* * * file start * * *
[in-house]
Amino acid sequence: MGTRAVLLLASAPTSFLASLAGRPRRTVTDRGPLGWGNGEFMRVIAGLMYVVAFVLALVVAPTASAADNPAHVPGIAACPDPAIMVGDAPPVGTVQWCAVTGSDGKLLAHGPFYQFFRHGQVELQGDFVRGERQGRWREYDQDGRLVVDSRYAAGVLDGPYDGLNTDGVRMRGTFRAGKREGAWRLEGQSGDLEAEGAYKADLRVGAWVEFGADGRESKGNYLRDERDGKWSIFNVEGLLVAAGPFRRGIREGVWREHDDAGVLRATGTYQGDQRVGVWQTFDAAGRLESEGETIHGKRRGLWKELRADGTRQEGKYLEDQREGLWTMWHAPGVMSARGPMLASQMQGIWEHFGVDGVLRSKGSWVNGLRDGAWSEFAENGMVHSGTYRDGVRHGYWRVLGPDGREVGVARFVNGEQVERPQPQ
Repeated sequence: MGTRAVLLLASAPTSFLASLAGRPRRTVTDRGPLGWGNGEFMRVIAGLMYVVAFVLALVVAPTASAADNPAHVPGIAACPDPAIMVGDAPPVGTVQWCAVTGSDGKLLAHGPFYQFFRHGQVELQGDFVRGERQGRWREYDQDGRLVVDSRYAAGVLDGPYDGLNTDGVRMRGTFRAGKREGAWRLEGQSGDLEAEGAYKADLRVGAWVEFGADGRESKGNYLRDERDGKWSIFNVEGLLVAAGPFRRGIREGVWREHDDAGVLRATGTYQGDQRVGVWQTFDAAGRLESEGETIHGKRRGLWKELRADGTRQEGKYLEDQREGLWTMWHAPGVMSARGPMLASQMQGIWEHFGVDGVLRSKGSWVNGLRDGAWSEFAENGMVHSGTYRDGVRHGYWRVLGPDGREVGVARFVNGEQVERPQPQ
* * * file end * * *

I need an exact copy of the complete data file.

[in-house]
Amino acid sequence: MGTRAVLLLASAPTSFLASLAGRPRRTVTDRGPLGWGNGEFMRVIAGLMYVVAFVLALVVAPTASAADNPAHVPGIAACPDPAIMVGDAPPVGTVQWCAVTGSDGKLLAHGPFYQFFRHGQVELQGDFVRGERQGRWREYDQDGRLVVDSRYAAGVLDGPYDGLNTDGVRMRGTFRAGKREGAWRLEGQSGDLEAEGAYKADLRVGAWVEFGADGRESKGNYLRDERDGKWSIFNVEGLLVAAGPFRRGIREGVWREHDDAGVLRATGTYQGDQRVGVWQTFDAAGRLESEGETIHGKRRGLWKELRADGTRQEGKYLEDQREGLWTMWHAPGVMSARGPMLASQMQGIWEHFGVDGVLRSKGSWVNGLRDGAWSEFAENGMVHSGTYRDGVRHGYWRVLGPDGREVGVARFVNGEQVERPQPQ
Repeated sequence: MGTRAVLLLASAPTSFLASLAGRPRRTVTDRGPLGWGNGEFMRVIAGLMYVVAFVLALVVAPTASAADNPAHVPGIAACPDPAIMVGDAPPVGTVQWCAVTGSDGKLLAHGPFYQFFRHGQVELQGDFVRGERQGRWREYDQDGRLVVDSRYAAGVLDGPYDGLNTDGVRMRGTFRAGKREGAWRLEGQSGDLEAEGAYKADLRVGAWVEFGADGRESKGNYLRDERDGKWSIFNVEGLLVAAGPFRRGIREGVWREHDDAGVLRATGTYQGDQRVGVWQTFDAAGRLESEGETIHGKRRGLWKELRADGTRQEGKYLEDQREGLWTMWHAPGVMSARGPMLASQMQGIWEHFGVDGVLRSKGSWVNGLRDGAWSEFAENGMVHSGTYRDGVRHGYWRVLGPDGREVGVARFVNGEQVERPQPQ